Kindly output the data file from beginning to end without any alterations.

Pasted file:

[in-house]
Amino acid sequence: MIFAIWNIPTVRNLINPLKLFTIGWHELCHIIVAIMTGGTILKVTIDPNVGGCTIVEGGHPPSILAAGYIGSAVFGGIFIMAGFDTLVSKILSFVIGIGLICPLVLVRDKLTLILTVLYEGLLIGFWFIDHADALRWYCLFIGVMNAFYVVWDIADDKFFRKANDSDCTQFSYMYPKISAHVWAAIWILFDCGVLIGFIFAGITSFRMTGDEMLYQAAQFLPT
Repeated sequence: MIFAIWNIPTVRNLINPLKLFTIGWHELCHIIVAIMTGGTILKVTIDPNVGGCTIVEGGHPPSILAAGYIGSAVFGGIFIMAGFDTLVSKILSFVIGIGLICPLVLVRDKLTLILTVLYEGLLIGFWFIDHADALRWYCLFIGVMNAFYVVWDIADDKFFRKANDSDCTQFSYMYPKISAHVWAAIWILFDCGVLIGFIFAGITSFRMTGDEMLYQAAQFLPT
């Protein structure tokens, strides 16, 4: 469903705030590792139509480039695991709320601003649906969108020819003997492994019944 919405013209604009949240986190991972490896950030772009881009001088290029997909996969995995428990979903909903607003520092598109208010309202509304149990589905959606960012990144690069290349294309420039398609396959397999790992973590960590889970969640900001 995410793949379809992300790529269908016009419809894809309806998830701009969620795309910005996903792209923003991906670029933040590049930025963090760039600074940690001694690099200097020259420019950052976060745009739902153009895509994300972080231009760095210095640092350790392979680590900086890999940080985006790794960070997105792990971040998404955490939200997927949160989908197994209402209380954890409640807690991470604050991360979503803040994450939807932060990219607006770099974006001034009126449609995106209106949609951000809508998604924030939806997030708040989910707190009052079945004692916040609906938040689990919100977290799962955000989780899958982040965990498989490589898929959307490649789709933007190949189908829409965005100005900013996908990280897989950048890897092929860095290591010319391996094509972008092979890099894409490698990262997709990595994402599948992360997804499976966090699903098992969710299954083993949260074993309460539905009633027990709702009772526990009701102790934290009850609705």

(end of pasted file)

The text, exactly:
[in-house]
Amino acid sequence: MIFAIWNIPTVRNLINPLKLFTIGWHELCHIIVAIMTGGTILKVTIDPNVGGCTIVEGGHPPSILAAGYIGSAVFGGIFIMAGFDTLVSKILSFVIGIGLICPLVLVRDKLTLILTVLYEGLLIGFWFIDHADALRWYCLFIGVMNAFYVVWDIADDKFFRKANDSDCTQFSYMYPKISAHVWAAIWILFDCGVLIGFIFAGITSFRMTGDEMLYQAAQFLPT
Repeated sequence: MIFAIWNIPTVRNLINPLKLFTIGWHELCHIIVAIMTGGTILKVTIDPNVGGCTIVEGGHPPSILAAGYIGSAVFGGIFIMAGFDTLVSKILSFVIGIGLICPLVLVRDKLTLILTVLYEGLLIGFWFIDHADALRWYCLFIGVMNAFYVVWDIADDKFFRKANDSDCTQFSYMYPKISAHVWAAIWILFDCGVLIGFIFAGITSFRMTGDEMLYQAAQFLPT
């Protein structure tokens, strides 16, 4: 469903705030590792139509480039695991709320601003649906969108020819003997492994019944 919405013209604009949240986190991972490896950030772009881009001088290029997909996969995995428990979903909903607003520092598109208010309202509304149990589905959606960012990144690069290349294309420039398609396959397999790992973590960590889970969640900001 995410793949379809992300790529269908016009419809894809309806998830701009969620795309910005996903792209923003991906670029933040590049930025963090760039600074940690001694690099200097020259420019950052976060745009739902153009895509994300972080231009760095210095640092350790392979680590900086890999940080985006790794960070997105792990971040998404955490939200997927949160989908197994209402209380954890409640807690991470604050991360979503803040994450939807932060990219607006770099974006001034009126449609995106209106949609951000809508998604924030939806997030708040989910707190009052079945004692916040609906938040689990919100977290799962955000989780899958982040965990498989490589898929959307490649789709933007190949189908829409965005100005900013996908990280897989950048890897092929860095290591010319391996094509972008092979890099894409490698990262997709990595994402599948992360997804499976966090699903098992969710299954083993949260074993309460539905009633027990709702009772526990009701102790934290009850609705």